When Kirk Wood Bromley set out to write a play about himself, the result was something other than a simple autobiography. Similar to Charlie Kaufman’s film ”Adaptation,” where the author set out to adapt a novel but ended up writing a film about a writer trying to adapt a novel, Me is a theatrical meditation on self-identity, where Bromley starts out looking to write a play about himself and takes detours through his personal relationship with his placenta, the recent extinction of the white river dolphin of the Yangtze in China, and just what exactly he means when he says, “I am the chosen fish, chosen by me / To save the planet from humanity.”
The myth of the origin of the white dolphin (a girl thrown into the Yangtze river because she refused to marry), discourses on definitions of self, and personal parental histories of the author all find their place in this swirling, humorous and challenging work. The play culminates with a live fish being brought on stage and the audience being asked to decide one question: should the fish be pulled from its tank and sacrificed for the play?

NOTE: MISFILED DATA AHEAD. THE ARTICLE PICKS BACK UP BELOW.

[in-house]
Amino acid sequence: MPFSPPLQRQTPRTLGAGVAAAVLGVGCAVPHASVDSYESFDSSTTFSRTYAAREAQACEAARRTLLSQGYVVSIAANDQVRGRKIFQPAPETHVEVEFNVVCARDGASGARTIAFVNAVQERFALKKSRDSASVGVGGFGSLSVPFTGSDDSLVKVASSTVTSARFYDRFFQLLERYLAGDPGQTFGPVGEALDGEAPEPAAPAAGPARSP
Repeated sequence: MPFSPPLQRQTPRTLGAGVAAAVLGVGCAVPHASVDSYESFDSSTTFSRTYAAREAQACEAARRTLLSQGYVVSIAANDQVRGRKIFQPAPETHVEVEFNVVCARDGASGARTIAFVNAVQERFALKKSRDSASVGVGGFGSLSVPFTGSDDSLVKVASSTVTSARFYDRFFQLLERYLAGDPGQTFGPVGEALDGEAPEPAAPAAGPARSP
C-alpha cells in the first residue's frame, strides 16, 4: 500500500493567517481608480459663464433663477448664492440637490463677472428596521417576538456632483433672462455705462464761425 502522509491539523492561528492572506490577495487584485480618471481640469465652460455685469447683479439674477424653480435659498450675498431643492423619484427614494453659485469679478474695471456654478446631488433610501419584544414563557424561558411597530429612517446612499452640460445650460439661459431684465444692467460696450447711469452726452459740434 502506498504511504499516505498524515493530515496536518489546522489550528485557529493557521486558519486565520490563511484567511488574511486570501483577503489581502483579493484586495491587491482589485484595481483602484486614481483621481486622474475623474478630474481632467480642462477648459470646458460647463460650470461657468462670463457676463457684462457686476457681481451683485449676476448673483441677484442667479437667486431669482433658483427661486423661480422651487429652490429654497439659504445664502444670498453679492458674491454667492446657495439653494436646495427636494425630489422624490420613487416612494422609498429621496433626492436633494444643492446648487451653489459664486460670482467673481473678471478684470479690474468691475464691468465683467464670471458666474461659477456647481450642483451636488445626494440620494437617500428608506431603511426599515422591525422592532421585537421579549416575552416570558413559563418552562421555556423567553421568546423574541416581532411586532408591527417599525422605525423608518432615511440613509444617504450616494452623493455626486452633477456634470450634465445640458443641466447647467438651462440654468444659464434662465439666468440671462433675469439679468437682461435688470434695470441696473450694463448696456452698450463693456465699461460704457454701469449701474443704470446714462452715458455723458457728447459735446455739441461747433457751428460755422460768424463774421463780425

This play can be done by as few as 6 actors with cross-casting.
It was produced once by Inverse Theater at The Ohio Theater in NYC. That production’s page is here.
Some press quotes about this show:
“The most important new American play of the season.” – nytheatre.com
“Genius…as stimulating visually as it is intellectually…the banter, reflection, and fantasy in his text possess all the vitality and zaniness of 120 actors.” – backstage.com
“Immensely imaginative.” – offoffonline.com